Articles

England performance a timely mix of brute force and intellect Posted almost 4 years ago

Default

Photo: UK Eurosport

Christmas did not exactly come early for England but their turkey will taste a little better following their final outing of the year.

Stuart Lancaster’s side saved the best until last with a dominant 26-17 victory over Australia to add some much needed gloss to a largely disappointing end of year campaign.

It was a far from perfect performance with errors and inaccuracies still painfully evident but that will not concern head coach Stuart Lancaster in the immediate aftermath of this clash as this was a game that England simply had to win.

Defeats to New Zealand and South Africa raised many questions that a victory over Samoa only went a little way to answering. Another loss would have turned up the heat on Lancaster and sowed another seed of doubt that would have taken root in the two months before they begin their 2015 Six Nations campaign.

England were also in danger of falling worryingly behind their Six Nations rivals with Ireland, Wales, France and Scotland all able to reflect on victories over Rugby Championship opposition in recent weeks and sizeable rather than marginal gains in their preparations for the World Cup.

Such successes have been rare for England since Lancaster took charge and this win – only their third in 14 clashes against the southern hemisphere giants of Australia, New Zealand and South Africa – and instils priceless belief in a squad that they can not only compete but beat the world’s best.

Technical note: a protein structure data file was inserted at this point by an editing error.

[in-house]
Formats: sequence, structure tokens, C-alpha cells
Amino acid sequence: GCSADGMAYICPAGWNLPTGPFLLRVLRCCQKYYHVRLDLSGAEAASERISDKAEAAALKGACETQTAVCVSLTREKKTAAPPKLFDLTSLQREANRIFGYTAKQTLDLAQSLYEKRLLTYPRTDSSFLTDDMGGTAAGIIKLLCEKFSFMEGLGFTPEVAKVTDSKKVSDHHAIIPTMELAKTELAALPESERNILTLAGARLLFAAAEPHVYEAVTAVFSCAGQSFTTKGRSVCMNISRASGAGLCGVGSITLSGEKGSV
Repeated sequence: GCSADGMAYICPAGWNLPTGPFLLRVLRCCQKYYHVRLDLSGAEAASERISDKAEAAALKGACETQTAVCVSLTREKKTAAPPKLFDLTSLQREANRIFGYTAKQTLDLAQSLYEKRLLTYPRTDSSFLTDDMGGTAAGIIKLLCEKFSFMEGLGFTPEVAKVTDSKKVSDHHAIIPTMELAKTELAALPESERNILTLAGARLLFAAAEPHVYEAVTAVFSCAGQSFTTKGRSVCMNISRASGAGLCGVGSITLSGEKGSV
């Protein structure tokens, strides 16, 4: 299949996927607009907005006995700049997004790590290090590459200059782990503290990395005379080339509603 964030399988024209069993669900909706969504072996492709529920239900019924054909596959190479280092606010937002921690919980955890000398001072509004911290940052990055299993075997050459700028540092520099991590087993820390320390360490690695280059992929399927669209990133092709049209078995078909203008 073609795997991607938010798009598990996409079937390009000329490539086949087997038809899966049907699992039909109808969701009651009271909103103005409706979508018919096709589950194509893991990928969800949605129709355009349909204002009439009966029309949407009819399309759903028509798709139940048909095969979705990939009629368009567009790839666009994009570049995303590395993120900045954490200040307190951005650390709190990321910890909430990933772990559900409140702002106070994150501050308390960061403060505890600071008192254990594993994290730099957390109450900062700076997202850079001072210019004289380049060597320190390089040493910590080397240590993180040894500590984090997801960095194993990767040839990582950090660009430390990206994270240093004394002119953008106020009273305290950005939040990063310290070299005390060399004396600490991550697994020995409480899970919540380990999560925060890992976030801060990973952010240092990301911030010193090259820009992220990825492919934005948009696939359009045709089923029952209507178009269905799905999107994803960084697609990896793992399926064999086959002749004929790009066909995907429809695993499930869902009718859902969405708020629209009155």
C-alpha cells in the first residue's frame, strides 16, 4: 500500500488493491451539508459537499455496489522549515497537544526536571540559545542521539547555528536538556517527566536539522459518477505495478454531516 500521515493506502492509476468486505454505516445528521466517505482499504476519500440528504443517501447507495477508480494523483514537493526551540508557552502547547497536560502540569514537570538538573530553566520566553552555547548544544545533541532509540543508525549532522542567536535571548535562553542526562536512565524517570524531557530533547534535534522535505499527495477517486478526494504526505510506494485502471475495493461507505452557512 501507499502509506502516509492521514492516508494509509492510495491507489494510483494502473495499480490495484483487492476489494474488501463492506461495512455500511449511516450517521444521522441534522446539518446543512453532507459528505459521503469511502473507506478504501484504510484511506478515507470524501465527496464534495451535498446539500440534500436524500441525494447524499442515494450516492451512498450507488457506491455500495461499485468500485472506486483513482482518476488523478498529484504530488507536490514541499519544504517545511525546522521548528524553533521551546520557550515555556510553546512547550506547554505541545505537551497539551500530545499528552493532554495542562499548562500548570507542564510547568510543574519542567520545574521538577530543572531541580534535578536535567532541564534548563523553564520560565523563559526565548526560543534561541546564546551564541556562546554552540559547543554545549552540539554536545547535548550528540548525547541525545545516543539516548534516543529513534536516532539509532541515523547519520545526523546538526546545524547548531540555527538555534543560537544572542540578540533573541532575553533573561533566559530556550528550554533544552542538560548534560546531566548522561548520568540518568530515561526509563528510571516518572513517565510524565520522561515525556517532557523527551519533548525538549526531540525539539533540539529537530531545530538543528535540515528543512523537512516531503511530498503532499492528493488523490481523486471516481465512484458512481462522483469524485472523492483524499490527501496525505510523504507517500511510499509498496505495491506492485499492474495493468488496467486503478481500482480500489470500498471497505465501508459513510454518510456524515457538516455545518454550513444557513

Many would have you believe that the result will have little impact on the meeting between these two sides at the Rugby World Cup but don’t be fooled – especially given the nature of England’s victory.

A dominant England pack – that was missing the sizeable talents of the likes of Joe Launchbury, Geoff Parling, Dan Cole, Alex Corbisiero and Tom Croft – bullied their Australian rivals at scrum time and in doing so reopened some old wounds that may fester in the coming months.

To deny that this result will serve as a significant psychological blow ahead of their Pool A showdown in October next year would be not only naive but also dangerous so expect Wallabies coach Michael Chieka to address their shortcomings as a matter of urgency.

This result will also serve as a most welcome fillip before England take on another World Cup pool rival in the form of Wales in their opening Six Nations clash in February but they must know it will take so much more if they are to lift the sport’s biggest prize.

Two-try hero Ben Morgan may have claimed the official Man of the Match honour and made the No.8 shirt his own having started the month among the replacements, but Courtney Lawes was arguably more impressive in the 53 minutes he played before taking a well earned break.

The all-action lock was at his industrious best on his way to 12 tackles – including one try-saver on Australia’s Adam Ashley-Cooper. A towering presence in the lineout and ball hungry in the loose, his value to Lancaster and England cannot be underestimated.

But this England victory was not just built on brute force. It was their most intelligent performance of the autumn and suggests they are not only rolling with the punches but learning from their mistakes.

Guided by the increasingly-assured presence of fly-half George Ford, who will surely continue in the role for the Six Nations, England’s game management was excellent.

Wary of the multiple threats in Australia’s back division, England played the game in the right areas with a clever kicking game, along with a superb kick chase, largely shackling their rivals.

In doing so, England conceded territory and possession with Australia dominating both in the match stats, with 70% and 66% respectively, but the talent-heavy Wallabies were thwarted time and time again by a resolute England defence.